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Lauren Rooney: Lemurs and Wolves and Bears, Oh My!

“Look! I found a baby turtle!” exclaimed a kid who was no more than 5 as I walked by the Earth Moves exhibit’s sand pit and stream. I looked down at his clutched hands and there it was- a yellow-bellied slider no more than the size of a quarter. That day I rescued the turtle he had shown me and three of its siblings that had wandered into the crowded exhibit by relocating them to the far side of the pond in which they reside. As I picked each one up, I got to show a few curious museum patrons the turtles up close. Their excitement and curiosity were incredible. This was one of my first experiences working at the wonderous Museum of Life and Science, where humans and nature interact side-by-side.

Over the summer of 2021, I got to work as a Ranger for the Museum of Life and Science. Located just outside of downtown Durham, NC, the Museum is an 84-acre interactive science park with over 60 species of animals and 24 exhibit sections related to math, science, nature, and wildlife. There you can see an aerospace exhibit with a prototype of the Apollo 15 Lunar Lander borrowed from NASA, a weather and environment educational exhibit, a butterfly house with tropical rainforest plant species, an insectarium, rehabilitated species of Carolina wildlife, life-sized dinosaur replications, black bears, lemurs, tortoises, red wolves, beautiful wetlands, two acres of woods with a stream and treehouses, a farmyard, and more. It truly is a place where you can learn, explore, and invigorate your passion for our world at any age.

As a Ranger, I worked in all sorts of weather conditions to ensure the safety, satisfaction, and learning experiences of Museum guests. I aided in enforcing policies related to the COVID-19 pandemic, responded to emergencies such as reuniting lost families or taking the proper steps when someone was injured, walked the grounds to make sure exhibits weren’t broken or out of place, and educated people further on exhibits or species in order to help facilitate an excellent experience for the Museum patrons. For example, people were delighted to learn that a group of lemurs is called a conspiracy or to be shown tree frogs residing in the frog poles that keep them sheltered during the day. I helped provide a more positive and informative experience as guests enjoyed the museum while also looking for ways we could improve. In one instance after responding to bee stings in our water exhibits, I realized that we needed some kind of drinking water available for the bees that reside in our Wander Away exhibit that is full of flowers and pollinators and introduced the idea to the exhibits team.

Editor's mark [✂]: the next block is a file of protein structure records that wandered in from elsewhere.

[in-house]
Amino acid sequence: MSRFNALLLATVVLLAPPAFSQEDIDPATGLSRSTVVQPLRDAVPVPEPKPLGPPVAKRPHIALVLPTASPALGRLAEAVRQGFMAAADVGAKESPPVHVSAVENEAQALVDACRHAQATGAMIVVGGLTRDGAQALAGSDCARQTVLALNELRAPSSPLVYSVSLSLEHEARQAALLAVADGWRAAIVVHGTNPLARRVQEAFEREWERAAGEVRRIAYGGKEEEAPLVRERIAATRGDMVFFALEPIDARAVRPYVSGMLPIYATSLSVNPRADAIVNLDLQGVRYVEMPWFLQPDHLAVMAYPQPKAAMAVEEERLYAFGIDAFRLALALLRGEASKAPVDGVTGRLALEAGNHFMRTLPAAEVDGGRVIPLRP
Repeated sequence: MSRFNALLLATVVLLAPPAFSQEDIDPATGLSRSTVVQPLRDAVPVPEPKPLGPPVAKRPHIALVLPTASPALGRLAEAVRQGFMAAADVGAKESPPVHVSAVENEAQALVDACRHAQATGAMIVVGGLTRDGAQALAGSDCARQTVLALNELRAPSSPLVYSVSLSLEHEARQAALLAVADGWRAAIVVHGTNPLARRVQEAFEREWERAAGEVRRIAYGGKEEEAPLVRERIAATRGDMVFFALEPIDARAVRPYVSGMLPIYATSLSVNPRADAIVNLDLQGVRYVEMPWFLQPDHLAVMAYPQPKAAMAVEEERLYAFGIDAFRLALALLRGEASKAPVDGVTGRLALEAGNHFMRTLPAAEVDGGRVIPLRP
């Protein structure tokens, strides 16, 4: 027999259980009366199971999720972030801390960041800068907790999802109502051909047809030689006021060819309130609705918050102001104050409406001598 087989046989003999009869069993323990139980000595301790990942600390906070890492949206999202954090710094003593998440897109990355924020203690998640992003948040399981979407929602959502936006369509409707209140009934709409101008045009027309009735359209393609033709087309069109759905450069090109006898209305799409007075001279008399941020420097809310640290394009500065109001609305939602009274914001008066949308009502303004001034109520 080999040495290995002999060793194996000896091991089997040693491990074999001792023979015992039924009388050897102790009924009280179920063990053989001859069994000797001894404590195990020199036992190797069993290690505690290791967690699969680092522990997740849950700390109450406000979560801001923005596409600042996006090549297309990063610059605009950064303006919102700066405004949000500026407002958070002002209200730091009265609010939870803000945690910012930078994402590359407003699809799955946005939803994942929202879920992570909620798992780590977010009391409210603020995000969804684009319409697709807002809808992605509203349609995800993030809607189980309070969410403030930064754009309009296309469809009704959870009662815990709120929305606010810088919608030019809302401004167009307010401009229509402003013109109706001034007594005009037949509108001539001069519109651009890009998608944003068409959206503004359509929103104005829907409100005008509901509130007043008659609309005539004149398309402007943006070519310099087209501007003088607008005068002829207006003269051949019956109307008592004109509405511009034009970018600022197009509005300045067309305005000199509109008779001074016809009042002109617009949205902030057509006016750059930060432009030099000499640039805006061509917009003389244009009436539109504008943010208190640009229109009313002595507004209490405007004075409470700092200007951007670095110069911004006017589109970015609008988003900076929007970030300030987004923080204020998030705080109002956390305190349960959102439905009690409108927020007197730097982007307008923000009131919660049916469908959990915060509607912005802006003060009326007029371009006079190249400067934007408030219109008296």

I was also able to spend a lot of time in nature learning, exploring, and watching things grow and change. I witnessed two geese that had goslings grow into fully fledged adults that had to be shooed from sitting in the middle of the path. I watched flowers bloom and wither, eggs be laid in nests and hatch, and the museum change day to day. I learned a lot about species habits and identification from the other Rangers and my own research. Not only did I get to see the rare Luna Moth, spend time with a bumblebee that could no longer fly, and find frogs turtles and birds, but also showed delighted guests as well. I was taught by the other Rangers about the invasive red swamp crayfish that had taken over our wetlands within the last few years, reducing species diversity and water quality, and their efforts to trap and remove them. My personal favorite was getting to educate patrons about the endangered red wolves. It was extremely fulfilling to talk to people about how the brothers that they were looking at, Eno and Ellerbe, are part of the Red Wolf Species Survival Plan and how few of them are left in the wild in Eastern North Carolina. Many people had passed right by the Alligator River without even knowing it was home to the world’s most endangered wolves, and they took home with them a new sense of importance and respect in regard to their preservation.

A Luna Moth (left) discovered residing on a plant and Eno, the endangered Red Wolf (right).

This experience has helped me discover my passion for conservation, especially of endangered species, as I learned more about red wolves and passed on my knowledge to guests. It has also taught me about the delicate balance of ecosystems, specifically in the context of invasive species, which has ignited my interest in restoration as well. I will continue to work on my Environmental Science degree at NC State University with possible concentrations in applied ecology and wildlife sciences. This will allow me to potentially aid in organizations such as the Red Wolf Species Survival Plan to help save critically endangered species from extinction in the future, as experts at the Museum of Life and Science do. My experience has also shown me the importance and impact of environmental education and opened me up to the possibility of pursuing it professionally that I had not before considered. My position as a Ranger has also helped foster my love for the outdoors and nature, as every day I was able to immerse myself in it. The work I did solidified my enjoyment of being hands-on and learning, something that will be taken into account when I look to my future career. I learned so much about different species from the other Rangers that I will take with me throughout my career and my life, as their passion and knowledge further inspired me. My summer was an incredible and life-changing one, and I am extremely grateful for the opportunity I was given.